The tentative association between depression and reduced reward sensitivity/altered RPE signalling, suggests that antidepressants, especially those that directly modulate dopaminergic activity, might alleviate depressive symptoms by reversing these reward-related deficits. However, the evidence for this is mixed at best. For example, Admon et al. (2017) conducted a study in which depressed participants and healthy controls received either a placebo or a low dose of amisulpride, a D2/D3 receptor antagonist that is thought to increase dopamine signalling through presynaptic autoreceptor blockade. Compared to depressed patients who received a placebo, depressed patients who received amisulpride did indeed exhibit increased striatal activation and corticostriatal functional connectivity in response to rewards. However, amisulpride did not modulate the behavioural impairments in reward learning exhibited by depressed patients. Admon and colleagues hence reasoned that although amisulpride has acute effects on neural function, behavioural modifications might emerge only after sustained administration.
Similarly, Walsh et al. (2018) conducted a study in which depressed patients and healthy controls received bupropion (an NDRI) over six weeks. Consequently, they found that bupropion actually exacerbated reward learning deficits early on in treatment and had positive effects on reward learning only after six weeks of sustained treatment. Walsh and colleagues suggested that the initial exacerbation of impaired learning may have been due to a paradoxical decrease in synaptic dopamine levels following an acute inhibition of dopamine reuptake that was desensitised with repeated treatment, or a decrease in sensitivity in the dopamine reward system due to a decrease in phasic firing of dopamine neurons.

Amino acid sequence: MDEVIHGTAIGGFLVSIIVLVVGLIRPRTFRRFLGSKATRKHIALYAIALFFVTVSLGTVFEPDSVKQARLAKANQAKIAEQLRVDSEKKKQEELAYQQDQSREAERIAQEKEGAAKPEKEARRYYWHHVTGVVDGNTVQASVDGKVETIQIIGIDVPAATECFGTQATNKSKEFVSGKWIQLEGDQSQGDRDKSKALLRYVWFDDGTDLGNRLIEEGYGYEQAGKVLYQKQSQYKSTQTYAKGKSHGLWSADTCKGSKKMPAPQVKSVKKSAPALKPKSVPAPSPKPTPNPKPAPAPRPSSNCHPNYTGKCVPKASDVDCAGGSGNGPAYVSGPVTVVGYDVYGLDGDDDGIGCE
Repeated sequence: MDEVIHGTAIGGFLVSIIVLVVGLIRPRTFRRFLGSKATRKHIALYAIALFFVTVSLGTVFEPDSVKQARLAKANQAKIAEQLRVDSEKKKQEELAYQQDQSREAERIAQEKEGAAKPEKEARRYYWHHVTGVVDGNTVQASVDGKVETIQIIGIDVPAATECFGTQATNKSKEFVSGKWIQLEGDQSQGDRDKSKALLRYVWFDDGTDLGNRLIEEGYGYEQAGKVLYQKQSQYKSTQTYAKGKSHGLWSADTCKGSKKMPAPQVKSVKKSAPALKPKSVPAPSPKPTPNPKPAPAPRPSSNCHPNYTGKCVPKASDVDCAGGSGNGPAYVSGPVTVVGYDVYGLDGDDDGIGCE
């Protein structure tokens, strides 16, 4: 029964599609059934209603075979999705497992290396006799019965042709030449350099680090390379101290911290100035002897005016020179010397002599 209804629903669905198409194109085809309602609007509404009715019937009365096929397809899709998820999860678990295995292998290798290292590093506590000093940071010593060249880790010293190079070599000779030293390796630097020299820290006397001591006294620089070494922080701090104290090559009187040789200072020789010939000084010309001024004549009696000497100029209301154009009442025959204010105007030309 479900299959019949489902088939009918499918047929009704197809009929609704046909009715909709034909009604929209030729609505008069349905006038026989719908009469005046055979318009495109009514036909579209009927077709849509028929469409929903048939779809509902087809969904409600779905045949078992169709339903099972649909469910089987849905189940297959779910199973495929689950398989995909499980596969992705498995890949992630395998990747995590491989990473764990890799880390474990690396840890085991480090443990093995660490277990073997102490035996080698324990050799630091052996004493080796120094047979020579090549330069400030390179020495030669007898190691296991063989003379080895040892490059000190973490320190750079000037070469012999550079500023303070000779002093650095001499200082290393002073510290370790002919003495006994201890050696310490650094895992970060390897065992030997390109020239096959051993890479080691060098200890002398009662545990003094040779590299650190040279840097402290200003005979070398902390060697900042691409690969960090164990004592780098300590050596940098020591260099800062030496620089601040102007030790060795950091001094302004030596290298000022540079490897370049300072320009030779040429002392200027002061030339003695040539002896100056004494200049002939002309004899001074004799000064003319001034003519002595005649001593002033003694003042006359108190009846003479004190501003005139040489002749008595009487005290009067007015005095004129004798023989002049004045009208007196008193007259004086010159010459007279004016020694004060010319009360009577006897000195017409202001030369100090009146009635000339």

Moreover, Whitton et al. (2020) conducted an fMRI study in which depressed patients completed a probabilistic reward task before and after 6 weeks treatment with pramipexole (a dopamine agonist). Before treatment, the depressed group exhibited lower reward learning than controls. However, although symptoms did improve in the pramipexole treated depressed group, there was no change in reward learning after treatment. Hence, this study once again fails to provide evidence that response to dopaminergic antidepressants is mediated by a remediation in reward learning deficits. Notably, however, Whitton et al.’s study did not include a placebo control group, hence limiting any interpretation of their results.
Interestingly, one recent pharmacological study in anhedonic patients that did observe a change in reward learning accompanied by an alleviation of symptoms involved not a dopaminergic antidepressant, but a kappa-oploid receptor (KOR) antagonist (Krystal et al., 2020; Pizzagalli et al., 2020). Specifically, in a sample of patients with anhedonia and a mood or anxiety disorder, an 8-week treatment with a KOR antagonist resulted in lower anhedonic symptoms, accompanied by improved reward learning on a probabilistic reward task and higher reward-related activation in the ventral striatum compared to a placebo control. Moreover, computational modelling suggested that the treatment led to elevated learning rates, but unaltered reward sensitivity. Consequently, this study serves as a prime example for how reinforcement learning models may help identify the specific computations altered by pharmacological treatments to evaluate the feasibility of novel potential antidepressants.